Tag Archives: animals

Summer Time Fairs in Siouxland, Sioux Center

14 Jul

With the middle of summer approaching and the temperatures heading north, it is county fair time in Siouxland. The Sioux County Youth Fair is underway this week with other area fairs beginning as well. The fairs generally run a week with a large emphasis on the 4-H kids and their livestock or smaller animal exhibits as well as crafts and other skills learned.

Young 4-H’ers show their animal projects competing for blue ribbons and best of show at the Sioux County Youth Fair at the fairgrounds in Sioux Center, Iowa, Wednesday July 12, 2017. (photo by Jerry L Mennenga©)

As a youngster who grew up on a farm, my brothers and I participated in 4-H projects. Those times have changed as there are now fewer small farms and in some respects less “farm kids” who participate. 4-H shifted its perspective a number of years ago and began to seek “city kids” more actively to participate. It is a good organization much like Girl Scouts and Boy Scouts teaching youth to follow through on projects and participating in character building activities.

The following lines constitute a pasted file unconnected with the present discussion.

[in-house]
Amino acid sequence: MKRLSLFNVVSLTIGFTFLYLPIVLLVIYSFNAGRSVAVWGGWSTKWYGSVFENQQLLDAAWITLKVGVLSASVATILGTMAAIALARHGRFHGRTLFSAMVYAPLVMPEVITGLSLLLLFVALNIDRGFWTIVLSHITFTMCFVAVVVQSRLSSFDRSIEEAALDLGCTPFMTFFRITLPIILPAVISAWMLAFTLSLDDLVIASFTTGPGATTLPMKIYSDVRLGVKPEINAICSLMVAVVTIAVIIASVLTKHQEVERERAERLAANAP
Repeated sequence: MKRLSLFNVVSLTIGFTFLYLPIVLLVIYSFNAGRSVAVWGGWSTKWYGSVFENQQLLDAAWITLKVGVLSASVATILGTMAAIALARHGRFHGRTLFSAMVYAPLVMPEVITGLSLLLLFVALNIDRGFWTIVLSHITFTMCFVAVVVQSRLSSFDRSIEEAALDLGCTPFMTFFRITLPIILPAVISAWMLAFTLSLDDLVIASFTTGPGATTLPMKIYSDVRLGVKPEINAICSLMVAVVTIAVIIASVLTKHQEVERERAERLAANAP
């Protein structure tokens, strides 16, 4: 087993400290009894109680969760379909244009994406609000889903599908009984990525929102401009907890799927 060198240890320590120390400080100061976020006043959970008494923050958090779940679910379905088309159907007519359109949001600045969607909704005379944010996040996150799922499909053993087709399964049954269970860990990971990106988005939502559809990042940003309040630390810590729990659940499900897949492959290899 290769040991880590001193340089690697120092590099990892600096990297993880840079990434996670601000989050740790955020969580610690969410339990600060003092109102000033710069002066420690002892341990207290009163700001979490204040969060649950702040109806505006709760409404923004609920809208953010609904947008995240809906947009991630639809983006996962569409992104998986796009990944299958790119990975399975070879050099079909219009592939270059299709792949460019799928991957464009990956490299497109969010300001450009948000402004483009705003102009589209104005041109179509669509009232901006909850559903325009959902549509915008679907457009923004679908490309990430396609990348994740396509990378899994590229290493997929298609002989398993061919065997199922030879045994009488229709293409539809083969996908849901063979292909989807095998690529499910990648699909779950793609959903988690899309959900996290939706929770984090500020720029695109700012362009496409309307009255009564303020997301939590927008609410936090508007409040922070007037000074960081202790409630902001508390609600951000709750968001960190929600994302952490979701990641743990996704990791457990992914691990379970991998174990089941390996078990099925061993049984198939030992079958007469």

Those who exhibit animals have to keep substantial records of the care given as well as demonstrate knowledge about that particular animal breed. It can be time consuming but one learns so much from doing. I like to see the kids exhibits and watch them show their animals, which brings back memories of my own participation. Some of which I can laugh about today, but then, not so much. And it’s nice to see the continuation of 4-H and the kids enjoyment in participating.